Am J Trop Med Hyg 2019 May;100(5):1230-1235
Instituto de Virología "Dr. J. M. Vanella", Consejo Nacional de Investigaciones Científicas y Técnicas (CONICET), Facultad Ciencias Médicas, Universidad Nacional de Córdoba, Enfermera Gordillo Gómez s/n, Ciudad Universitaria, Córdoba, Argentina.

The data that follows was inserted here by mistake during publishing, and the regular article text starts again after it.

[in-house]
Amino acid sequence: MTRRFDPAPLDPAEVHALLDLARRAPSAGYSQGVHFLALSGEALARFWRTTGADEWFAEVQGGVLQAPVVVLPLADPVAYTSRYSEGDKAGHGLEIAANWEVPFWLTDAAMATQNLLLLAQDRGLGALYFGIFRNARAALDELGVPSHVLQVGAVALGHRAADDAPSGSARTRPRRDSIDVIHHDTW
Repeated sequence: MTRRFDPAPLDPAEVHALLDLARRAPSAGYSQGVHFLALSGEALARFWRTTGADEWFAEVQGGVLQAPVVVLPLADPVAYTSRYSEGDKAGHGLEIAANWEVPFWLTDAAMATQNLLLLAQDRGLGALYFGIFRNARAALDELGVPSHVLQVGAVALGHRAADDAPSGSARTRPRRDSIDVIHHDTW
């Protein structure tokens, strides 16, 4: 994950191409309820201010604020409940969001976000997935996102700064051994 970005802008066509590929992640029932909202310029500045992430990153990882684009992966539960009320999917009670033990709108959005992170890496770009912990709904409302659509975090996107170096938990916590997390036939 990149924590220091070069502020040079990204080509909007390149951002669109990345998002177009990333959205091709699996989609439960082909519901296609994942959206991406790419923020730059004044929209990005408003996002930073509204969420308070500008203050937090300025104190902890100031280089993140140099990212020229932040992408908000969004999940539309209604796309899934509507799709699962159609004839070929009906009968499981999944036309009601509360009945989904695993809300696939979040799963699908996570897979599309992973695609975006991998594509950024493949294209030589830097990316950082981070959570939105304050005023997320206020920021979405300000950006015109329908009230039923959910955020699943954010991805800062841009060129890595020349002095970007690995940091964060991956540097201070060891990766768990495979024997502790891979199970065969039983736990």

Many species of ticks are commonly found infesting wild birds in South America, where birds are important hosts for several arboviruses, such as West Nile virus (WNV) and St. Louis encephalitis virus (SLEV). In this study, WNV and SLEV transmission experiments were performed to evaluate the vector competence of three South American tick species: , , and . Larval and nymphal ticks of each species were allowed to feed on chicks needle inoculated with WNV or SLEV. All three species acquired either WNV or SLEV through larval feeding, with infection rates varying from 3.1% to 100% for WNV and from 0% to 35.7% for SLEV in engorged larvae. Transstadial perpetuation of the viruses was demonstrated in the molted nymphs, with WNV infection rates varying from 0% to 33.7% and SLEV infection rates from 13.6% to 23.8%. Although nymphal ticks also acquired either virus through feeding, transstadial perpetuation to adult ticks was lower, with virus detection in only 3.2% of and 11.5% of unfed adult ticks. On the other hand, vector competence for nymphs (exposed to WNV or SLEV through larval feeding) and adult ticks (exposed to WNV or SLEV through larval or nymphal feeding) was null in all cases. Although our results indicate transstadial perpetuation of WNV or SLEV in the three tick species, the ticks were not competent to transmit these agents to susceptible hosts. The role of these ixodid tick species in the epidemiology of WNV and SLEV might be insignificant, even though at least and are frequent bird ticks in Latin America, so the virus could survive winter in the fed larvae. However, future studies are required to determine the implications that this could have, as well as analyze the vector competence of other common bird tick species in South America.